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Cilia, microtubule-based organelles that project from the apical luminal surface of endothelial cells (ECs), are widely regarded as low-flow sensors. Previous reports suggest that upon high shear stress, cilia on the EC surface are lost, and more recent evidence suggests that deciliation—the physical removal of cilia from the cell surface—is a predominant mechanism for cilia loss in mammalian cells. Thus, we hypothesized that EC deciliation facilitated by changes in shear stress would manifest in increased abundance of cilia-related proteins in circulation. To test this hypothesis, we performed shear stress experiments that mimicked flow conditions from low to high shear stress in human primary cells and a zebrafish model system. In the primary cells, we showed that upon shear stress induction, indeed, ciliary fragments were observed in the effluent in vitro, and effluents contained ciliary proteins normally expressed in both endothelial and epithelial cells. In zebrafish, upon shear stress induction, fewer cilia-expressing ECs were observed. To test the translational relevance of these findings, we investigated our hypothesis using patient blood samples from sickle cell disease and found that plasma levels of ciliary proteins were elevated compared with healthy controls. Further, sickled red blood cells demonstrated high levels of ciliary protein (ARL13b) on their surface after adhesion to brain ECs. Brain ECs postinteraction with sickle RBCs showed high reactive oxygen species (ROS) levels. Attenuating ROS levels in brain ECs decreased cilia protein levels on RBCs and rescued ciliary protein levels in brain ECs. Collectively, these data suggest that cilia and ciliary proteins in circulation are detectable under various altered-flow conditions, which could serve as a surrogate biomarker of the damaged endothelium.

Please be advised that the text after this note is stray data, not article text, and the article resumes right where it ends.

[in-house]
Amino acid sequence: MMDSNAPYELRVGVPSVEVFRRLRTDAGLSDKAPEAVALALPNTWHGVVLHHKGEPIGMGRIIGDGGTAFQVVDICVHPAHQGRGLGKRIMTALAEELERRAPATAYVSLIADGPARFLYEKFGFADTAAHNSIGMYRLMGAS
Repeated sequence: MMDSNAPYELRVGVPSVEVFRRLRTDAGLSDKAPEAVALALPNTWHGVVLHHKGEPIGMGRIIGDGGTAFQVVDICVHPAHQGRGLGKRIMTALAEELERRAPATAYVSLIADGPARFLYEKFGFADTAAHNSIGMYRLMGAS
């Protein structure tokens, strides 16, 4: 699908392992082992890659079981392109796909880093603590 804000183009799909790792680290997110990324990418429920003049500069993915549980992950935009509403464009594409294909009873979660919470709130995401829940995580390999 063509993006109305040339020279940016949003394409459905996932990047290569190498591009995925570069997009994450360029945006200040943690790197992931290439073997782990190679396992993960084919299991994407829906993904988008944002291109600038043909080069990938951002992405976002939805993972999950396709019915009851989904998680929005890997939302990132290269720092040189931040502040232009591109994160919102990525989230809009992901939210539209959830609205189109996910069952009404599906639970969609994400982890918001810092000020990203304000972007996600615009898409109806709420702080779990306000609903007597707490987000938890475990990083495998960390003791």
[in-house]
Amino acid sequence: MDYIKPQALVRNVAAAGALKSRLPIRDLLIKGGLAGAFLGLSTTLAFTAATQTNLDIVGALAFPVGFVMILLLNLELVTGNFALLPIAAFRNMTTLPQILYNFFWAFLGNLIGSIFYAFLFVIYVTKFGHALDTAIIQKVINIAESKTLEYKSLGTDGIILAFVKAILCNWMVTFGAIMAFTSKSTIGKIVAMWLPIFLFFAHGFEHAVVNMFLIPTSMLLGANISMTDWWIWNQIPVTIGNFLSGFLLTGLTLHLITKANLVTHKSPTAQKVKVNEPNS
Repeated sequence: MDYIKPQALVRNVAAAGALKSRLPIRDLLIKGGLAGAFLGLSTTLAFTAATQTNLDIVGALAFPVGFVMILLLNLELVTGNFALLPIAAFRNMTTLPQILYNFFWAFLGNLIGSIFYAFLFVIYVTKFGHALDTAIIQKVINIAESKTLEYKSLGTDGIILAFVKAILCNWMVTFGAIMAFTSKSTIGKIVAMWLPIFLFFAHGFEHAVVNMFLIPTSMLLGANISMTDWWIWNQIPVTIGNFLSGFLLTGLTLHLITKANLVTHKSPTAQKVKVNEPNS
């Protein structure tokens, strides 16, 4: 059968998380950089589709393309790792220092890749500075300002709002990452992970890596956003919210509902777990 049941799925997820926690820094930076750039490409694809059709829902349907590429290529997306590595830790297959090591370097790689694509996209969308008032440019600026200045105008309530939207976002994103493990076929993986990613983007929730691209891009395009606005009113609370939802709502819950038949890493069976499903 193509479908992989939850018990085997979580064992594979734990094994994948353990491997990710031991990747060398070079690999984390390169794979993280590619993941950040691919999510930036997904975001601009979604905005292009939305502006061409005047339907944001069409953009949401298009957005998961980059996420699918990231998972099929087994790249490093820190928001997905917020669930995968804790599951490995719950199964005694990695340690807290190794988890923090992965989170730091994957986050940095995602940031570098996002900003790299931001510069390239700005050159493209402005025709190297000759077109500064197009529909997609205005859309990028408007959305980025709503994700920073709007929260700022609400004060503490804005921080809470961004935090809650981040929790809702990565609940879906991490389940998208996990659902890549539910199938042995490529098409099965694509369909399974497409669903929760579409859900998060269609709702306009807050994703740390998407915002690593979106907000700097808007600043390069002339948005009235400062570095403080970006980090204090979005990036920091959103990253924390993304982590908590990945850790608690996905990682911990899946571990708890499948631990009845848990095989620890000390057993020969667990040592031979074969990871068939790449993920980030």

This article was originally published in JCI Insight, volume 7, issue 6, in 2022. (1457 kB)
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